Should tenants pay up after spilling wine on the carpet or should it be classed an accident? Or are they responsible if a dog knocked the glass over?
The answer is no longer clear after a new tenancy law came into effect this week.
And it's threatening to trigger a wave of quarrels over who should pay for rental property damage and plunge landlord-tenant relations to a fresh low.
Landlords had previously only been able to claim money back if they proved tenants intentionally damaged their rentals.
Now the new law allows them to also chase tenants over careless damage.
Tenants, on the other hand, won't have to pay if they can prove the damage was accidental rather than careless.
Rene Swindley, chief executive of specialist landlord insurer Initio, said the scene had been set for a wave of small disputes and increase in Tenancy Tribunal cases.
"The tenant will say, 'I tripped over a dog and caused all this damage, and so it was totally an accident'," he said.
"But the landlord will say, 'no, you were responsible because you shouldn't have been carrying so many things and the dog should have been locked away'.
"It is so subjective that arguments are absolutely inevitable."
The uncertainty comes as tenant-landlord relations were already under strain.
Renters have in recent years become increasingly frustrated by high rents, misbehaving property managers and skyrocketing house prices that have made dreams of home ownership unaffordable for many.
Rental owners on the other hand say ownership costs are getting out of hand due to a raft of stricter Government regulations.
Owners had also been exasperated by a landmark court case in which the owners of a Dunedin house which burned down were not even able to claim the insurance excess back for the damage.
This week's law aimed to address the issue by making renters contribute to the cost of careless damage, capped at a maximum of either four weeks rent or the price of the property owner's insurance excess.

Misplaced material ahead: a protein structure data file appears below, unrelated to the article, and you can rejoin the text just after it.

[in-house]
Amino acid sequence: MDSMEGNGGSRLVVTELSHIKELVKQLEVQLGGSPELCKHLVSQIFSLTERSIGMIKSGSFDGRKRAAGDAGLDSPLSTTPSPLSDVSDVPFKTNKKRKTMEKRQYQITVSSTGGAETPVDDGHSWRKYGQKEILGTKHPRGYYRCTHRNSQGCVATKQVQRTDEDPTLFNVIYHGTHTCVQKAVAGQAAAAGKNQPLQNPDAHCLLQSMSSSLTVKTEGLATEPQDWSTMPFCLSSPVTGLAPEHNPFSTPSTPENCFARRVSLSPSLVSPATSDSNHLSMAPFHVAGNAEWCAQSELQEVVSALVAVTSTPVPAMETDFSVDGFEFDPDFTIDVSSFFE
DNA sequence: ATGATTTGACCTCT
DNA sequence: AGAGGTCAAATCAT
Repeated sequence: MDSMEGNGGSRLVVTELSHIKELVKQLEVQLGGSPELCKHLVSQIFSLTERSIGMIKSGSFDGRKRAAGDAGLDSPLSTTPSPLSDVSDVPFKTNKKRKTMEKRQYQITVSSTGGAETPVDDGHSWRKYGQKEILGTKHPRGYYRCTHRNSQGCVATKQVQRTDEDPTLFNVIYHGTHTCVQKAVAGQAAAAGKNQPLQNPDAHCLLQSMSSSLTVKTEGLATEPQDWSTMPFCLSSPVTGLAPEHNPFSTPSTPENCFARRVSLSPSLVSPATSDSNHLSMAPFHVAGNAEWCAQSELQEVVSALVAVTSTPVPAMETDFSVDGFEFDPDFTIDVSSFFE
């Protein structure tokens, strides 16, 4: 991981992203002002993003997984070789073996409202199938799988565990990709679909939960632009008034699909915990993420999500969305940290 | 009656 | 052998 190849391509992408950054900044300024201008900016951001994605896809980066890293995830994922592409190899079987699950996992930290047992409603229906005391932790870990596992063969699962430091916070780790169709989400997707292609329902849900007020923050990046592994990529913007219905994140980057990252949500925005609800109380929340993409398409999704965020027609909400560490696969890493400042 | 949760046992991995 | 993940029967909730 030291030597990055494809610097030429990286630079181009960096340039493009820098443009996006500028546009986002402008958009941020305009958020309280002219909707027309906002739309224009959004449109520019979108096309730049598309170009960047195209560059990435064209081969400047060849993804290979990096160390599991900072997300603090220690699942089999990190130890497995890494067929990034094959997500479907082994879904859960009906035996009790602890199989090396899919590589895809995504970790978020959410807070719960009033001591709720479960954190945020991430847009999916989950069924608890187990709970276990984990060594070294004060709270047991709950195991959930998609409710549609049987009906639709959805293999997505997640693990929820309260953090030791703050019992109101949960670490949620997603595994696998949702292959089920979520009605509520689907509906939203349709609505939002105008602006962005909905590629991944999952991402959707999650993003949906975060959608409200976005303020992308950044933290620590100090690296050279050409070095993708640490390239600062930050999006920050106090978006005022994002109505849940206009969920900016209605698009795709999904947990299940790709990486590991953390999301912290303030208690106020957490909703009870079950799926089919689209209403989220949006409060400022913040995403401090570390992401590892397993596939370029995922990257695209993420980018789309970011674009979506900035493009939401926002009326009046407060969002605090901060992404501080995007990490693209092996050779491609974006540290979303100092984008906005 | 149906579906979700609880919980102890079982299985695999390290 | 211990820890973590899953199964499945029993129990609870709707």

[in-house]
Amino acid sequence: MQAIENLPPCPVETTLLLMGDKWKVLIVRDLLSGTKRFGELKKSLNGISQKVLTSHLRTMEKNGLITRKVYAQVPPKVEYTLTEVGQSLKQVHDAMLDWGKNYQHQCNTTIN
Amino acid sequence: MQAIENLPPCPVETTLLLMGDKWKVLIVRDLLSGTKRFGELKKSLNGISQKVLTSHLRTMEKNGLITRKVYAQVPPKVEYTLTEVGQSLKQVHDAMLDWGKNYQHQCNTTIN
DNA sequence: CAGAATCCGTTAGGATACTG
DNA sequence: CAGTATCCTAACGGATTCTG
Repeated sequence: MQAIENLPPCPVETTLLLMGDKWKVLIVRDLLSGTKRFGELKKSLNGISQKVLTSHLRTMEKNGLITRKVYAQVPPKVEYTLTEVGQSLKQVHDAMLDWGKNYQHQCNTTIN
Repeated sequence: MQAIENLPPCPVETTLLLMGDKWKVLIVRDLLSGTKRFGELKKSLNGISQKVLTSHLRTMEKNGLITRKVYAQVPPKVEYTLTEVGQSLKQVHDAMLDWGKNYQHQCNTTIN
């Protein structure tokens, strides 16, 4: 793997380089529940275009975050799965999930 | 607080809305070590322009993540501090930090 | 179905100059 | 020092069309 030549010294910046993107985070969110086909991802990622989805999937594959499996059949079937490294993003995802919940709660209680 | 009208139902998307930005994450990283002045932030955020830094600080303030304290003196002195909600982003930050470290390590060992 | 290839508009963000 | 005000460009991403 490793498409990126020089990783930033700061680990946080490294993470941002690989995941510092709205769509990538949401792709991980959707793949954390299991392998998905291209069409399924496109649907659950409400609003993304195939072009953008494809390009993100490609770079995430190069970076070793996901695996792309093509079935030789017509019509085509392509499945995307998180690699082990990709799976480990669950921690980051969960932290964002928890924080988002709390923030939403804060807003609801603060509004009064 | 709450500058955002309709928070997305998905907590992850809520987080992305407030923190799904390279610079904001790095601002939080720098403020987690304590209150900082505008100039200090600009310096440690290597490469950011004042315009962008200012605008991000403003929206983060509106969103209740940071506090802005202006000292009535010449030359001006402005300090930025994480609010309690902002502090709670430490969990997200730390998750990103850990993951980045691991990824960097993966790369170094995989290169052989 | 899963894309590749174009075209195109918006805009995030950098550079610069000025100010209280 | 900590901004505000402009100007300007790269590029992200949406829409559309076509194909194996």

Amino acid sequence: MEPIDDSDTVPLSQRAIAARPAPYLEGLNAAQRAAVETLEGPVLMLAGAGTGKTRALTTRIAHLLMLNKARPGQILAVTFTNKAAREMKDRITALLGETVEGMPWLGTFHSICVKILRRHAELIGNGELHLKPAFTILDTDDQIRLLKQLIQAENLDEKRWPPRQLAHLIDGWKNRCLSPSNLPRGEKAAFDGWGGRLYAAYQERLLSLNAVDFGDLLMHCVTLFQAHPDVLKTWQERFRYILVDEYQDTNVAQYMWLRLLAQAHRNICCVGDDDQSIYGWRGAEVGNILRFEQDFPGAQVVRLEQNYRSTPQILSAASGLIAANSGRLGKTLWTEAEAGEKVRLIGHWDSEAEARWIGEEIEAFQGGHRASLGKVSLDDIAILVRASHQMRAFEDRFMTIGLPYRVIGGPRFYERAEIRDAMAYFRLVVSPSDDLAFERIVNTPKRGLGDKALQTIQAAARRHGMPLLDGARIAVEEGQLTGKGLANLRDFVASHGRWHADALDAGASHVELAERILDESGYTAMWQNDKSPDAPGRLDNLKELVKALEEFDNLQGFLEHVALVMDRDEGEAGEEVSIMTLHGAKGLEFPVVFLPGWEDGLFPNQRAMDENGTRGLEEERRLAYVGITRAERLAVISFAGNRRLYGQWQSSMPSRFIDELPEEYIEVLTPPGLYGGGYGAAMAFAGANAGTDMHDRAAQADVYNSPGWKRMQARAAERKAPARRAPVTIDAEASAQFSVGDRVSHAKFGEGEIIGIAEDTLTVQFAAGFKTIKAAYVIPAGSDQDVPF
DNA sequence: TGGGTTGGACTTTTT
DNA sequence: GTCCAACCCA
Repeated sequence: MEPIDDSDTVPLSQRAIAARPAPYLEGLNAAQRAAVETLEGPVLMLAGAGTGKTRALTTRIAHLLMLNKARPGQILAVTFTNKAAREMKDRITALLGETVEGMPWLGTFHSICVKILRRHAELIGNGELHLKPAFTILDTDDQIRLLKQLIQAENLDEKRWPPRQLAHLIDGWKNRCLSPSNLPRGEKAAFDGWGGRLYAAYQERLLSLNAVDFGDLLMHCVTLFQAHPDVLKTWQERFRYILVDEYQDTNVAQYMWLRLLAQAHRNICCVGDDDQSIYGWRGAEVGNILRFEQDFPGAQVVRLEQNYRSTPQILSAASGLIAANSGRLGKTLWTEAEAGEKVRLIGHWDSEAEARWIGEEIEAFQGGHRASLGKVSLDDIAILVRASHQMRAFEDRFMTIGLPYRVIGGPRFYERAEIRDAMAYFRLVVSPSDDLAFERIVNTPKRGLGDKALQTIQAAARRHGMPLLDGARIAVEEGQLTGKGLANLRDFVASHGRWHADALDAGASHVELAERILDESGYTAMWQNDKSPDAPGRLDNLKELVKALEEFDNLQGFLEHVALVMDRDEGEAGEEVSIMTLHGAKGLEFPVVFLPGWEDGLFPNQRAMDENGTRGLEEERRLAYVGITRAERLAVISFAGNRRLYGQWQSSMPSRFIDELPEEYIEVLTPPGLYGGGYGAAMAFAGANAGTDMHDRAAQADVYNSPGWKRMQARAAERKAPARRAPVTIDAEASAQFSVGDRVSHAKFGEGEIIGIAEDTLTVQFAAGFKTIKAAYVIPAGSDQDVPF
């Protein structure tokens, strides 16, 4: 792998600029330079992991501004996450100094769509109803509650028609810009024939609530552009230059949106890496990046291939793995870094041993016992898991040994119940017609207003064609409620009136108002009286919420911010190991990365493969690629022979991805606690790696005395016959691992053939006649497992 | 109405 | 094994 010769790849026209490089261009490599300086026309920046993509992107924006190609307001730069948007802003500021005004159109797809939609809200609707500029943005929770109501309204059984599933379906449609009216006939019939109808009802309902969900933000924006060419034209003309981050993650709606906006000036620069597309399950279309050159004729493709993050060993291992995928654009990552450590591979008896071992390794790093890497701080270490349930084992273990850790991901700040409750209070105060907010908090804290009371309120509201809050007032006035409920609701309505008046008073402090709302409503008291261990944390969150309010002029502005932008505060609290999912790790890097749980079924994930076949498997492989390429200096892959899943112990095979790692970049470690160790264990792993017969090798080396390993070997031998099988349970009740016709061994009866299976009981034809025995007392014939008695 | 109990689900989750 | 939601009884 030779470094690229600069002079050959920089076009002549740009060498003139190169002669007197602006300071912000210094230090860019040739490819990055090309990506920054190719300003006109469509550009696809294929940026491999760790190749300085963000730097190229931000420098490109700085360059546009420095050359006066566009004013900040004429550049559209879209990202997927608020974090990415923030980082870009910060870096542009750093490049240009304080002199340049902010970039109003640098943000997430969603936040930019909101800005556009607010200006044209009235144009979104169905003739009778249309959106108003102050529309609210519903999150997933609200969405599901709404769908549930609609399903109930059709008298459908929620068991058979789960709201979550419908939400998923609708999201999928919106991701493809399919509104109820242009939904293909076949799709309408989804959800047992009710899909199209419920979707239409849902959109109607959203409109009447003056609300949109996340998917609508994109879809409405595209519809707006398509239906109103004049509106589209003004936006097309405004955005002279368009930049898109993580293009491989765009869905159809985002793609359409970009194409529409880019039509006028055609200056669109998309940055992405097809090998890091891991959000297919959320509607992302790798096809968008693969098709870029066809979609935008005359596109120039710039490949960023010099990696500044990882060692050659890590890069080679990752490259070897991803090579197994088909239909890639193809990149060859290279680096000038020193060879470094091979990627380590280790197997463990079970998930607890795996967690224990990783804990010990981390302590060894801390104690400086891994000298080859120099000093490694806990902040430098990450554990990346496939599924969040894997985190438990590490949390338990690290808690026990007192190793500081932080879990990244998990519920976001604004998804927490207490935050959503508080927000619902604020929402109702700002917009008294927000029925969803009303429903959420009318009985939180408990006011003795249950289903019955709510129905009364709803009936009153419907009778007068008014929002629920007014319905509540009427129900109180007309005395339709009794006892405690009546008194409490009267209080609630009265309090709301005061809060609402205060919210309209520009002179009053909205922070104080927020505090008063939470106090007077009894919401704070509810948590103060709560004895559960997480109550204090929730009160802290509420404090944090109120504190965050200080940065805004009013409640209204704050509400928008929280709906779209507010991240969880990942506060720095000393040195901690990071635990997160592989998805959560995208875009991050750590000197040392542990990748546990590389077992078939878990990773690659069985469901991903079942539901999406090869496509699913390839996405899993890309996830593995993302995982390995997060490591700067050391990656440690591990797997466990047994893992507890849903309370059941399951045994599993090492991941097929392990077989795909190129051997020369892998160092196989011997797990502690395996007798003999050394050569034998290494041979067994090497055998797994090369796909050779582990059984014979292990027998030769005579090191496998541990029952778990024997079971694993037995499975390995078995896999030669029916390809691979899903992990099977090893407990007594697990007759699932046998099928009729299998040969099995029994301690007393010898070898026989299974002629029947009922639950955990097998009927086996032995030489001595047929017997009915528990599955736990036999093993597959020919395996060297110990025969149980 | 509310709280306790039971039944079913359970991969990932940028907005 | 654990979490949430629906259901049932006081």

But Swindley worried landlords were misinterpreting the law and looking to claim money from tenants for all damage done to their rentals.
In reality, just seven of the last 100 property damage claims lodged with Initio had been for what it deemed careless damage, he said, such as leaving a pot cooking on the stove and going to bed.
Another 14 were for accidental damage, such as a tenant slipping and spilling wine, while 16 were intentional whereby a tenant smashed a hole in the wall or contaminated the property with meth.
Because of the difficulty distinguishing between careless and accidental, Swindley tipped landlords and renters would now frequently bicker at the end of tenancies about the true cause of damage left behind.
Often these disputes would be for small amounts of money that might not even make it to the Tenancy Tribunal, he said.
He called on the Government's Tenancy Services to better outline the differences to help keep the peace.
Real Estate Institute chief executive Bindi Norwell agreed it would take time for tenants and landlords to understand where they stood.
The Tenancy Tribunal needed to first hear enough cases to establish precedents, she said.
But Ministry of Housing and Urban Development's Claire Leadbetter said the tribunal already had a working idea of what careless damage meant.
It was generally defined as negligence, lack of care, or lack of forethought, she said.
The question was often expressed by the tribunal as, "was the tenant exercising a degree of care and attention that a reasonable and prudent tenant would exercise in the circumstances".
Despite the new law, some landlords suspected the tribunal would err on the sides of tenants in contentious cases.
Owner Paul Sheehy recently had to pay compensation for not having a smoke alarm in his rental - despite believing his tenant Aaliyah Elmira Rafiee removed it - because he had not kept proof it was there at the start of the tenancy.
Yet the same burden of proof didn't apply to Rafiee, Sheehy argued.
He collected her belongings when she had to vacate the rental after a police visit and then gave her and her family two opportunities to collect them.
Despite this, Rafiee successfully won almost $3000 compensation for lost goods even though she didn't have receipts to prove she owned all the missing items.
Property Investors' Federation executive officer Andrew King said he had heard property owners complain of tenant bias by the tribunal.
He suspected tribunal adjudicators considered investors like businesses and held them to a higher account.